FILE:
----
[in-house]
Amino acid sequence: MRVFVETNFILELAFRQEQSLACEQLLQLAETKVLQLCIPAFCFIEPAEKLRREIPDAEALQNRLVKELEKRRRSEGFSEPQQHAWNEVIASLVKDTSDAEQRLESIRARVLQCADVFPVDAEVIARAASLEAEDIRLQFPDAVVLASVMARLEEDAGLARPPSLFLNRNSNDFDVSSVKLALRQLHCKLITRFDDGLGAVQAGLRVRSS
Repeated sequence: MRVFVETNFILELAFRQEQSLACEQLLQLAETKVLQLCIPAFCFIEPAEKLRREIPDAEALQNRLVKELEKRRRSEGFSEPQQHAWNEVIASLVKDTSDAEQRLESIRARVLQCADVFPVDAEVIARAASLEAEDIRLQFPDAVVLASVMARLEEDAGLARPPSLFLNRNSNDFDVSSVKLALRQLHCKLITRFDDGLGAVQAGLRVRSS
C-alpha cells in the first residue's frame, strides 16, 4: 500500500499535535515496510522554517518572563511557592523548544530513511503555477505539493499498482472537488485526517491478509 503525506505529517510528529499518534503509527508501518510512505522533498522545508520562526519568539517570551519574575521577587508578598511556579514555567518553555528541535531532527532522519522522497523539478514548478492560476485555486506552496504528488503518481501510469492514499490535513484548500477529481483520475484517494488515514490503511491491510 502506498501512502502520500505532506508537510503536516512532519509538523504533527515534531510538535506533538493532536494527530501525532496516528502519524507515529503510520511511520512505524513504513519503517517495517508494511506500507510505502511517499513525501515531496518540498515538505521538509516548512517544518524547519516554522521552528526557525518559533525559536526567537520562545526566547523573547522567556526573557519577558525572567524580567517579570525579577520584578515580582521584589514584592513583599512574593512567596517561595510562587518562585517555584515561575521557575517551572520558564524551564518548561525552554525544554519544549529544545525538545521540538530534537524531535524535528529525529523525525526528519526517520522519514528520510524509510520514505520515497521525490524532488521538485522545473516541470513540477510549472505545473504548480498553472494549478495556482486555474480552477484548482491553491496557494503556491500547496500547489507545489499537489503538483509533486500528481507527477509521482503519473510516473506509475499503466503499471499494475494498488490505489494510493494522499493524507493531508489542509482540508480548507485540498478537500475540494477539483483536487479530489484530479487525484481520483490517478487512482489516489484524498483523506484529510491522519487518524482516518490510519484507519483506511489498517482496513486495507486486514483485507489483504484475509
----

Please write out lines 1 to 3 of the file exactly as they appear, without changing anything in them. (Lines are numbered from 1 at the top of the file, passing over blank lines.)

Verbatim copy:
[in-house]
Amino acid sequence: MRVFVETNFILELAFRQEQSLACEQLLQLAETKVLQLCIPAFCFIEPAEKLRREIPDAEALQNRLVKELEKRRRSEGFSEPQQHAWNEVIASLVKDTSDAEQRLESIRARVLQCADVFPVDAEVIARAASLEAEDIRLQFPDAVVLASVMARLEEDAGLARPPSLFLNRNSNDFDVSSVKLALRQLHCKLITRFDDGLGAVQAGLRVRSS
Repeated sequence: MRVFVETNFILELAFRQEQSLACEQLLQLAETKVLQLCIPAFCFIEPAEKLRREIPDAEALQNRLVKELEKRRRSEGFSEPQQHAWNEVIASLVKDTSDAEQRLESIRARVLQCADVFPVDAEVIARAASLEAEDIRLQFPDAVVLASVMARLEEDAGLARPPSLFLNRNSNDFDVSSVKLALRQLHCKLITRFDDGLGAVQAGLRVRSS